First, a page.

eLife announces partnership to develop research communications platform Libero
Cambridge non-profit organisation eLife, which provides a platform for research communications, has announced a new partnership to develop the community-driven Libero software.
The open-source publication platform provides services and applications that enable content providers to do more with everything they publish.
Based at the Westbrook Centre off Milton Road, eLife has teamed up with fellow non-profit Collaborative Knowledge Foundation (Coko), open-access publisher Hindawi Limited and digital consultancy Digirati to build on the platform.
eLife, which originally developed Libero, hopes the partnership will encourage adoption.
Paul Shannon, eLife head of technology, said: “Since the beginning of ts development in 2015, Libero, formerly known as Continuum, has evolved from an enabler of innovation for eLife’s own journal to a more reusable and modern platform for publishing.
“Now, seeing the need for an even more adaptable iteration of Libero, we decided to kick-start a new version that would be developed in close concert with the community to help encourage its adoption further down the line.”
The partners first came together in the summer at eLife’s Libero Sprint event.
“Under the benevolent dictatorship model, eLife assumes the role of project lead,” Paul said. “However, to ensure others have a way to influence us in this role, we decided to support this model with the formation of a steering group and collective commitment to a memorandum of understanding.”
John Baker, founder of Digirati, said: “We are deeply committed to a community-driven approach to software development and the creation of sector-wide open infrastructure. No sector is more ripe to experience the benefits at this current time than academic journal publishing, so we are very excited to have the opportunity to be a part of this initiative.”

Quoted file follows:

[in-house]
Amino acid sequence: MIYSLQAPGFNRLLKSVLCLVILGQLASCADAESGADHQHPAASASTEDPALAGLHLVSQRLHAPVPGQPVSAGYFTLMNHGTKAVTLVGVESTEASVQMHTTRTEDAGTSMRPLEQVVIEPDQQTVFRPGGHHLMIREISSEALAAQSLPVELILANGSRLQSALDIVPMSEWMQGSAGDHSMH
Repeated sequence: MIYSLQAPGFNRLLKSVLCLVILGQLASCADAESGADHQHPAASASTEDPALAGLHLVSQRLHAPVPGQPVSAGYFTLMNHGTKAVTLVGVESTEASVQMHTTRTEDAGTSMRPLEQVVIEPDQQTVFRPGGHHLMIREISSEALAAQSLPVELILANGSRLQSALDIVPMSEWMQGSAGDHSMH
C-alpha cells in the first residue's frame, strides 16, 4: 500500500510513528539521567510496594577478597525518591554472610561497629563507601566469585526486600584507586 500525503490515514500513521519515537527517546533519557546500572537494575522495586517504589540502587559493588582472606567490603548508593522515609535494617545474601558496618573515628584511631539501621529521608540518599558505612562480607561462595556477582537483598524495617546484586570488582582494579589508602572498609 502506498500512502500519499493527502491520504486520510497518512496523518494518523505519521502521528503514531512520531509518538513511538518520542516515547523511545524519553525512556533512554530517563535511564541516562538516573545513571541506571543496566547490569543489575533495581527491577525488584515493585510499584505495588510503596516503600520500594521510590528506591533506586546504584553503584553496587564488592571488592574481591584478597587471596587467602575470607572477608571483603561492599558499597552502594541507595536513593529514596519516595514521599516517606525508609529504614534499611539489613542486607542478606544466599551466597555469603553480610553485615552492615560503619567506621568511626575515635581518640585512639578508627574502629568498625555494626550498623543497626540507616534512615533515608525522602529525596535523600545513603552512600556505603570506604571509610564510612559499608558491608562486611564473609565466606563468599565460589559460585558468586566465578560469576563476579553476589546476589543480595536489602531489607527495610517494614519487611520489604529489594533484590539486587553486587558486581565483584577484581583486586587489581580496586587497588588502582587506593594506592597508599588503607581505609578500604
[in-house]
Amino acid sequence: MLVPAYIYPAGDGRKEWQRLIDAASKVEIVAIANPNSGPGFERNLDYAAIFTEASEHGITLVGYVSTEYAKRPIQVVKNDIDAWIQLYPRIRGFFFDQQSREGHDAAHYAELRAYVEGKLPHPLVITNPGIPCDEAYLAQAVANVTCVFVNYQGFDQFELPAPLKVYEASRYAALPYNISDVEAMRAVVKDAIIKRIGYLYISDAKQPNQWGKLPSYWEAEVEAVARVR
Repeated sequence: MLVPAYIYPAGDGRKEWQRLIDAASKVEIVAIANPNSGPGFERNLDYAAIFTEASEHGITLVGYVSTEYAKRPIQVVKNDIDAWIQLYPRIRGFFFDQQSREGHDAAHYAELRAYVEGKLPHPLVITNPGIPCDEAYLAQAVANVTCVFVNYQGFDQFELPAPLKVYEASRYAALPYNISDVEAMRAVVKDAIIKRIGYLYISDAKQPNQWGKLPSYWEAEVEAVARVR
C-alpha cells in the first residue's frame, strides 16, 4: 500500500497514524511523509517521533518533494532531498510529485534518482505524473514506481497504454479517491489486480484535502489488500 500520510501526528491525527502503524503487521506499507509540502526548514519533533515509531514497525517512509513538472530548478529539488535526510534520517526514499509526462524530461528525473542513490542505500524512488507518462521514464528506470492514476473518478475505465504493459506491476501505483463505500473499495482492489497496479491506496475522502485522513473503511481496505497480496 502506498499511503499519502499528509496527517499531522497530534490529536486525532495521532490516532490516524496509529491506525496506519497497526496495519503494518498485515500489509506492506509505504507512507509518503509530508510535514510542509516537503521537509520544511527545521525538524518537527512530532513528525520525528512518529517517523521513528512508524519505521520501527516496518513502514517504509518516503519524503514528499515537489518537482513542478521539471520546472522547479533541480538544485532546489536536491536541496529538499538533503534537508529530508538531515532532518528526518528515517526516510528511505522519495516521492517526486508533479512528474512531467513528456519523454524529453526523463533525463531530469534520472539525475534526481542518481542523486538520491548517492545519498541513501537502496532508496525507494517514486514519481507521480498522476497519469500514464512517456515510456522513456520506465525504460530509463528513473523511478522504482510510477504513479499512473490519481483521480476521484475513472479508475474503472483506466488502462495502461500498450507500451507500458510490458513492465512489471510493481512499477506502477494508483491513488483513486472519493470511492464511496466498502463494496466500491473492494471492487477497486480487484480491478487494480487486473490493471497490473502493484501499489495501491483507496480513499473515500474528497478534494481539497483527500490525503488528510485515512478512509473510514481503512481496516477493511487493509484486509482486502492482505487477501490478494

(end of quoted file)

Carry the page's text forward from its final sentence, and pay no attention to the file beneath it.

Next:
In parallel with Libero, eLife, Coko, Hindawi and others are working together to build xPub – a user-driven, open-source platform that will help streamline communications between authors, editors and reviewers at all stages of the submission and review process.
Kristen Ratan, co-founder of Coko, added: “By integrating a web-delivery tool like Libero with Coko’s xPub manuscript submission and peer-review platform, we will now have an end-to-end open-source solution for journal publishing.”
Andrew Smeall, chief digital officer at Hindawi, said: “Our organisations are aligned behind a vision for research communication where the content and underlying technology are fully open, and this project is another great step towards achieving that vision.
“Open-source technology has the potential to harmonise basic services, such as content delivery, and encourage new approaches to doing more to support discovery and the wide use of new knowledge, and we can’t wait to see the latest version of Libero released into this ecosystem.”
More by this authorPaul Brackley